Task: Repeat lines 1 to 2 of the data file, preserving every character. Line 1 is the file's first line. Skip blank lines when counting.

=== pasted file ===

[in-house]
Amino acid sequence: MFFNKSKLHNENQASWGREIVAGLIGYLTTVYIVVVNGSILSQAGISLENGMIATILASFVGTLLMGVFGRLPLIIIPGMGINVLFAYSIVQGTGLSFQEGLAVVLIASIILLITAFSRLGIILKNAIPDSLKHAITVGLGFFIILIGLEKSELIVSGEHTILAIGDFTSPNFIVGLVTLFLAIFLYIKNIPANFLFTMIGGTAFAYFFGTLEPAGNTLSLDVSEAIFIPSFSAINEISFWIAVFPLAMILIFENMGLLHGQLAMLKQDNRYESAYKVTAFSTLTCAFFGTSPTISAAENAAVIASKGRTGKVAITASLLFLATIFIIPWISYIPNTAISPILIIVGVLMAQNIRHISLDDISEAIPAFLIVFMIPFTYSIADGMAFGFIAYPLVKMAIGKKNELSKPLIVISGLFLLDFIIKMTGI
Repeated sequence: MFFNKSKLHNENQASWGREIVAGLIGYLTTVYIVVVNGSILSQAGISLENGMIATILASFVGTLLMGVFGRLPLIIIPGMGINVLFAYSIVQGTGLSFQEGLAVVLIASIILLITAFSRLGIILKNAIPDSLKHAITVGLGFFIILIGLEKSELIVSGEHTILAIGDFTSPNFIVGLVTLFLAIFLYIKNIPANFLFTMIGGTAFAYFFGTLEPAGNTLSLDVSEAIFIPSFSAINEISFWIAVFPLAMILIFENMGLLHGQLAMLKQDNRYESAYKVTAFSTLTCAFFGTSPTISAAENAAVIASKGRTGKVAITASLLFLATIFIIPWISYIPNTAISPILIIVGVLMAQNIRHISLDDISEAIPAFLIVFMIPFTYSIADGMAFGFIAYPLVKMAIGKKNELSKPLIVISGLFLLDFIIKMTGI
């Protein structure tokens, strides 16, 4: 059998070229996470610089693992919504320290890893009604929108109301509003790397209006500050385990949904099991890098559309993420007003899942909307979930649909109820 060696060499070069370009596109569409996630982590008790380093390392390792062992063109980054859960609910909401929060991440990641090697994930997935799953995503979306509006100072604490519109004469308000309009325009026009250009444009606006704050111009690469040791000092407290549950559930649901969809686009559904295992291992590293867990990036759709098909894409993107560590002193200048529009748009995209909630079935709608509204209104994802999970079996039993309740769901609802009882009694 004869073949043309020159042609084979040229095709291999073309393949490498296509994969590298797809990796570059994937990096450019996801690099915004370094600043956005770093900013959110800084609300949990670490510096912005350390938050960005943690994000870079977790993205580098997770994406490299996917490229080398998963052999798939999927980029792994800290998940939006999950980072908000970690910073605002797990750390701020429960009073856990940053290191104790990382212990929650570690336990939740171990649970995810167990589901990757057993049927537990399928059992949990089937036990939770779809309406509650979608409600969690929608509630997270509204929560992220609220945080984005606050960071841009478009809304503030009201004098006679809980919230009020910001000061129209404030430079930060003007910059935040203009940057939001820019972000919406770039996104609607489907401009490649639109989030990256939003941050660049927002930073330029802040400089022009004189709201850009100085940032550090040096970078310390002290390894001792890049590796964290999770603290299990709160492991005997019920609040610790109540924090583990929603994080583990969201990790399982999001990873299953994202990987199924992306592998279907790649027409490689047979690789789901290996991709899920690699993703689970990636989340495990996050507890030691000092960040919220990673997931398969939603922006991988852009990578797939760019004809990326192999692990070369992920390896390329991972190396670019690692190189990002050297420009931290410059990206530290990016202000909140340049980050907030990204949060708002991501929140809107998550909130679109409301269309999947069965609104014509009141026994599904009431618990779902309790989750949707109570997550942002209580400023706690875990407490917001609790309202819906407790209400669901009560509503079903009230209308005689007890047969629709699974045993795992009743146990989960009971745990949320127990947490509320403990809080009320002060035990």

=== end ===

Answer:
[in-house]
Amino acid sequence: MFFNKSKLHNENQASWGREIVAGLIGYLTTVYIVVVNGSILSQAGISLENGMIATILASFVGTLLMGVFGRLPLIIIPGMGINVLFAYSIVQGTGLSFQEGLAVVLIASIILLITAFSRLGIILKNAIPDSLKHAITVGLGFFIILIGLEKSELIVSGEHTILAIGDFTSPNFIVGLVTLFLAIFLYIKNIPANFLFTMIGGTAFAYFFGTLEPAGNTLSLDVSEAIFIPSFSAINEISFWIAVFPLAMILIFENMGLLHGQLAMLKQDNRYESAYKVTAFSTLTCAFFGTSPTISAAENAAVIASKGRTGKVAITASLLFLATIFIIPWISYIPNTAISPILIIVGVLMAQNIRHISLDDISEAIPAFLIVFMIPFTYSIADGMAFGFIAYPLVKMAIGKKNELSKPLIVISGLFLLDFIIKMTGI